But there is more. What kinds of opportunities do leaders take to pull in and encourage their young people directly versus handing them off to a youth minister? Are there ways, which the youth can sense and see, that your church says to them, “You are important and relevant to our community?” Do we adequately prepare young people for the challenges they will face before they get to college campuses where often times challenges to their faith are intense and direct? Do we treat them as a part of our larger community or as an appendage?
Leaders with an eye on the future of their communities should be considering these questions. At stake is the future of their church since the next generations will occupy the church for the next fifty to seventy years. It is easy to just let the shifts in culture play themselves out, blame our world and its distractions, and let the hurdles I have described remain in place. Good leadership sees a problem, even with its obstacles, and works to tackle it. When it comes to young people, our leaders need to give more creative thought into how the church can and should stay better connected to those they congratulate for gaining their high school diploma.
At the Hendricks Center, we are hoping to tackle this problem. In some of our podcasts we have been and will be speaking with campus ministry leaders around the country probing them for what churches and parents can do to better prepare their children for campus life and for what they can try to do to encourage students spiritually.
Our hope is that the study of multiple campus environments will stimulate you and your church to lead young people more intentionally, be more focused on how to prepare high school students for what they will face, and work harder to maintain those relationships to the long term advantage of the kingdom and your own communities. Leadership thinks long term. How we engage our young people is at the core of long term thinking.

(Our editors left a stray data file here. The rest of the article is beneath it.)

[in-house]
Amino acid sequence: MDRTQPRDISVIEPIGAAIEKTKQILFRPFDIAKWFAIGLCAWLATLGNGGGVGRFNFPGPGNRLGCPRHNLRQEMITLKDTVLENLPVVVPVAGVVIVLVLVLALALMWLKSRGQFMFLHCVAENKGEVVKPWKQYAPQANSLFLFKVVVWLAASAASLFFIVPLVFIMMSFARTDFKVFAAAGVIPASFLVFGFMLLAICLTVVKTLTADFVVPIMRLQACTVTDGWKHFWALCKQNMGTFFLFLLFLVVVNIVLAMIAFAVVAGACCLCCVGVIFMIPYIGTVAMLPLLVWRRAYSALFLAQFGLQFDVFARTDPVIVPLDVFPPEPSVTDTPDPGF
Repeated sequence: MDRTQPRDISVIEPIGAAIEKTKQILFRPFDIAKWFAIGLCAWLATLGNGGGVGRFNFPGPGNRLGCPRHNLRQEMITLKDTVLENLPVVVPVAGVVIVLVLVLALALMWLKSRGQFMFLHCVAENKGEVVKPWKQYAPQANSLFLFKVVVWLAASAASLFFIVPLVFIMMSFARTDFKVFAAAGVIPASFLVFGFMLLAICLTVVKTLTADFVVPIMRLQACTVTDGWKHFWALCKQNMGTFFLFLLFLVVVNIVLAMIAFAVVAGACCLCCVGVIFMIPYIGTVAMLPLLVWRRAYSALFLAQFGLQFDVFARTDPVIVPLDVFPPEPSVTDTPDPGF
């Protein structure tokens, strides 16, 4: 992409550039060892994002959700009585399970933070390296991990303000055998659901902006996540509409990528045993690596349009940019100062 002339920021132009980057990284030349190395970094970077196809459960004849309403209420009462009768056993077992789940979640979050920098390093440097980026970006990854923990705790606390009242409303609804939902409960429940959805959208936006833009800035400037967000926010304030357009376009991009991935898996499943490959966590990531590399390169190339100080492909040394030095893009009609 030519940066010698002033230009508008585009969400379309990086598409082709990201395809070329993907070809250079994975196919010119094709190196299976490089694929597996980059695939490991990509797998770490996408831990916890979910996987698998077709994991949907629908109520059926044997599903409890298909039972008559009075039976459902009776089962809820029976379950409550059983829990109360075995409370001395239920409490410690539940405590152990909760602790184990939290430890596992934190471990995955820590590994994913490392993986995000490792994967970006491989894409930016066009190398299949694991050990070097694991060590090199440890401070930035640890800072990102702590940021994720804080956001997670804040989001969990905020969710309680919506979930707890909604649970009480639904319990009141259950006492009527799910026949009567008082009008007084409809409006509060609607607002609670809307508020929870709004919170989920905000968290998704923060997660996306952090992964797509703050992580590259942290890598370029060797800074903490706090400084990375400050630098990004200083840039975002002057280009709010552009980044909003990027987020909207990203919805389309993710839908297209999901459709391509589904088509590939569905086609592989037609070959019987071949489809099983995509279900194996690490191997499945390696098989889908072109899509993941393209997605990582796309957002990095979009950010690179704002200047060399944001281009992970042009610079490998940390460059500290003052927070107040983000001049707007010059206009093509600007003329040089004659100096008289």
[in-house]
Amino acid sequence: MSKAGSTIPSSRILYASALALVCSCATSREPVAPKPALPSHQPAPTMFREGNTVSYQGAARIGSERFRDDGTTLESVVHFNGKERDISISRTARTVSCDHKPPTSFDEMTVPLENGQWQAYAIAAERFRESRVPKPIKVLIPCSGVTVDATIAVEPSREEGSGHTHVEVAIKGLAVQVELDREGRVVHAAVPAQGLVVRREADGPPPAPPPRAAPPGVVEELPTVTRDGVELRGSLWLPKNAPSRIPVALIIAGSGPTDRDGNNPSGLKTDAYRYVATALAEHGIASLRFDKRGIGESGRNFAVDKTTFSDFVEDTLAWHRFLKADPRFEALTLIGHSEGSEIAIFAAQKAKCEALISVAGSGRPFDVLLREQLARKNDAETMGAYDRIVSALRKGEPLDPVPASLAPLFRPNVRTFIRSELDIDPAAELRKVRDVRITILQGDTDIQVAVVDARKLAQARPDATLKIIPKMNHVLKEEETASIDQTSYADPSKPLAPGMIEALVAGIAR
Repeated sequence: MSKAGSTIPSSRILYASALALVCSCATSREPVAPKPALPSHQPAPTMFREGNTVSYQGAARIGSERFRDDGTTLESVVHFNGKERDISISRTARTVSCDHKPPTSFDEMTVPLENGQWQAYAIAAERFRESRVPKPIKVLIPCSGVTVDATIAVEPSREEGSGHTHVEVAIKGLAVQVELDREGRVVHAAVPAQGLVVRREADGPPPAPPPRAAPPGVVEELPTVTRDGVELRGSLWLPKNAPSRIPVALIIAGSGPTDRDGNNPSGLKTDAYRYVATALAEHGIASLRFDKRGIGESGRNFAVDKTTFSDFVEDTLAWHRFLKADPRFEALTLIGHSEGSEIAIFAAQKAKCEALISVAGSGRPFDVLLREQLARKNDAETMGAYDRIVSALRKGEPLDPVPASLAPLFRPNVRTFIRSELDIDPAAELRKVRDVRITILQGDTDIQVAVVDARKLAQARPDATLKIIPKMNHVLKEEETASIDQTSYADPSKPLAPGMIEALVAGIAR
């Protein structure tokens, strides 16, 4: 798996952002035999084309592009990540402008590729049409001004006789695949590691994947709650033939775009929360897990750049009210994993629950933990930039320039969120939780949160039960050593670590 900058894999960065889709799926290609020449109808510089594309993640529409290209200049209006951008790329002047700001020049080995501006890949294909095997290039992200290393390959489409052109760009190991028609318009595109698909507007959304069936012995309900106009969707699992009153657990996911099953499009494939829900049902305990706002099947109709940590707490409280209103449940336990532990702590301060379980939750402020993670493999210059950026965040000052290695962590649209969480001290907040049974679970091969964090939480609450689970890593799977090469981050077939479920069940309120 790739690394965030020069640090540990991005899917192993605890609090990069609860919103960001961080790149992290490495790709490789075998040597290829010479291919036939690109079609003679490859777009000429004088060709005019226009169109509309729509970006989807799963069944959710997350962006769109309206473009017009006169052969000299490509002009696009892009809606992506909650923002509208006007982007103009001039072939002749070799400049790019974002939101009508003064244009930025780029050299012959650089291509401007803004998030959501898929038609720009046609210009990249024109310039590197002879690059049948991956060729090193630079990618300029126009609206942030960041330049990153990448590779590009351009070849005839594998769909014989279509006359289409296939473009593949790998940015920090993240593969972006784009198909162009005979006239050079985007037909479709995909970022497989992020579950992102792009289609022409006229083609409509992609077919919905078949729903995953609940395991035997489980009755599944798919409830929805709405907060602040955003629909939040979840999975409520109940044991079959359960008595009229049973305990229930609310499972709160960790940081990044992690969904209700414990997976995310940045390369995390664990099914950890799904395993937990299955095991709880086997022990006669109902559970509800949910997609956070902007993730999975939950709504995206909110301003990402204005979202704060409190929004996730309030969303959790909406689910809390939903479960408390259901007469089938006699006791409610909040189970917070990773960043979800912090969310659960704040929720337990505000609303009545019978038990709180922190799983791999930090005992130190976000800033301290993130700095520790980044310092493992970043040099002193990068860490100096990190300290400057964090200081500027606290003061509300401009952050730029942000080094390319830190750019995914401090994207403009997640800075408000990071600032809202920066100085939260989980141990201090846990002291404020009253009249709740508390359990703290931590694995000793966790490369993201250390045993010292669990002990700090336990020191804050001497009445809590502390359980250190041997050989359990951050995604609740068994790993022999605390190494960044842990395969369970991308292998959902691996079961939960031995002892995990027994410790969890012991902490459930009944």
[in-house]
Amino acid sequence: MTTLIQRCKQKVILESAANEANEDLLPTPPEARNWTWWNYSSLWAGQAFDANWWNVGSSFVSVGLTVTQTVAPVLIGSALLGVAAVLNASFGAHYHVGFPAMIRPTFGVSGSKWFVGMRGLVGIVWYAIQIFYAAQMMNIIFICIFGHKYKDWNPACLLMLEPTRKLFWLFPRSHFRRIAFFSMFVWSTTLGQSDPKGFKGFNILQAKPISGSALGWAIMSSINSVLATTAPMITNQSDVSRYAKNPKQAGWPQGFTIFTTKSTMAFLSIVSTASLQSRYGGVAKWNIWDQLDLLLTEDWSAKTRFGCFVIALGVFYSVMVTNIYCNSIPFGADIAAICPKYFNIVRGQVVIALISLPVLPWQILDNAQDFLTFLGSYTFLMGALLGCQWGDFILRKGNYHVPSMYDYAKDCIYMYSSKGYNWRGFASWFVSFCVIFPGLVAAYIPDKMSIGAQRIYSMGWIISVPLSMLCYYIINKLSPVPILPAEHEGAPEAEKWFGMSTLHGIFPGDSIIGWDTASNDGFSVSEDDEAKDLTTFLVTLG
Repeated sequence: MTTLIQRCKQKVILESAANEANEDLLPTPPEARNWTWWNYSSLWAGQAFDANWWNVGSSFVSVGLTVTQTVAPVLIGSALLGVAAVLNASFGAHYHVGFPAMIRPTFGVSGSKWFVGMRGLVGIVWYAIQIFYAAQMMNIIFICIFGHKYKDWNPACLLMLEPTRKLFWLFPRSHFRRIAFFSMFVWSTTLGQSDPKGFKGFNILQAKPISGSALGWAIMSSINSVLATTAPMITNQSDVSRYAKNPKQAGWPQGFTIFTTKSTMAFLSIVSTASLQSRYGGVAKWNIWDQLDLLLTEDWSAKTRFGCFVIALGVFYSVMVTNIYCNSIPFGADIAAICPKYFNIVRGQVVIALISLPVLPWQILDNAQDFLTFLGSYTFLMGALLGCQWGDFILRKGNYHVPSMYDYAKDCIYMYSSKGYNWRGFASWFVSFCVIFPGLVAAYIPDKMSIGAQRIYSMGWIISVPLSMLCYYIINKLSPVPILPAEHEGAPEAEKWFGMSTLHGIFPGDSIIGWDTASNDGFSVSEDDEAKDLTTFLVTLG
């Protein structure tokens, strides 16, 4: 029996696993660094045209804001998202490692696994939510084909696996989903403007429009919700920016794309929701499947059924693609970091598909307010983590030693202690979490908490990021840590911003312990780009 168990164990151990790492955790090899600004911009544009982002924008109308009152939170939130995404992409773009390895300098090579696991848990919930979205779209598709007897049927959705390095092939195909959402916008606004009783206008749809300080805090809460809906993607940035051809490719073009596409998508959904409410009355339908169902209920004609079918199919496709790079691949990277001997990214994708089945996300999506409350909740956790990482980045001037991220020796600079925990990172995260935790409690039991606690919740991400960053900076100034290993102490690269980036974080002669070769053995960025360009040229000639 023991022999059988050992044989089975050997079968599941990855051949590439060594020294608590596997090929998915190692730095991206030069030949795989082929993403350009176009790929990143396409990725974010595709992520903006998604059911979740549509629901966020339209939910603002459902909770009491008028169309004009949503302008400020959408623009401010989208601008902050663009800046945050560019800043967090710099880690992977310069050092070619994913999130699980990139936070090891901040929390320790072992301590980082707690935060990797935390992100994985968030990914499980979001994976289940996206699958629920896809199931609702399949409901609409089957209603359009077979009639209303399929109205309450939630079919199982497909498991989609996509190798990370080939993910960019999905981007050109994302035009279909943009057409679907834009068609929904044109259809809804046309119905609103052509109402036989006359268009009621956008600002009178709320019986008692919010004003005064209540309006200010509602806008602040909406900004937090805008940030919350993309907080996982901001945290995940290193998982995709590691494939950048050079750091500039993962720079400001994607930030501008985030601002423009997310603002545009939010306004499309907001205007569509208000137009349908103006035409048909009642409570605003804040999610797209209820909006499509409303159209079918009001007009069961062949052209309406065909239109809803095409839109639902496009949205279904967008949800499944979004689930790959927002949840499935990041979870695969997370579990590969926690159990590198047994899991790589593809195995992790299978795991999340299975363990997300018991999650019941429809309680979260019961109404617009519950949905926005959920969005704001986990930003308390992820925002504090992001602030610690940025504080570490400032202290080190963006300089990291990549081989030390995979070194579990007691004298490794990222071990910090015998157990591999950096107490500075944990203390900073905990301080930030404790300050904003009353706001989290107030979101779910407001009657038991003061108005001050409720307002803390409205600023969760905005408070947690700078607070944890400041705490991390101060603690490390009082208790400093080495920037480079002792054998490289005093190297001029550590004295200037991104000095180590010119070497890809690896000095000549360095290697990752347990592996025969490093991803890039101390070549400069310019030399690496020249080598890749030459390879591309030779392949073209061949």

About the Contributors
Dr. Bock has earned recognition as a Humboldt Scholar (Tübingen University in Germany), is the author of over 40 books, including well-regarded commentaries on Luke and Acts and studies of the historical Jesus, and work in cultural engagement as host of the seminary’s Table Podcasts. He was president of the Evangelical Theological Society (ETS) from 2000–2001, served as a consulting editor for Christianity Today, and serves on the boards of Wheaton College and Chosen People Ministries. His articles appear in leading publications. He is often an expert for the media on NT issues. Dr. Bock has been a New York Times best-selling author in nonfiction and is elder emeritus at Trinity Fellowship Church in Dallas. When traveling overseas, he will tune into the current game involving his favorite teams from Houston—live—even in the wee hours of the morning. Married for over 40 years to Sally, he is a proud father of two daughters and a son and is also a grandfather.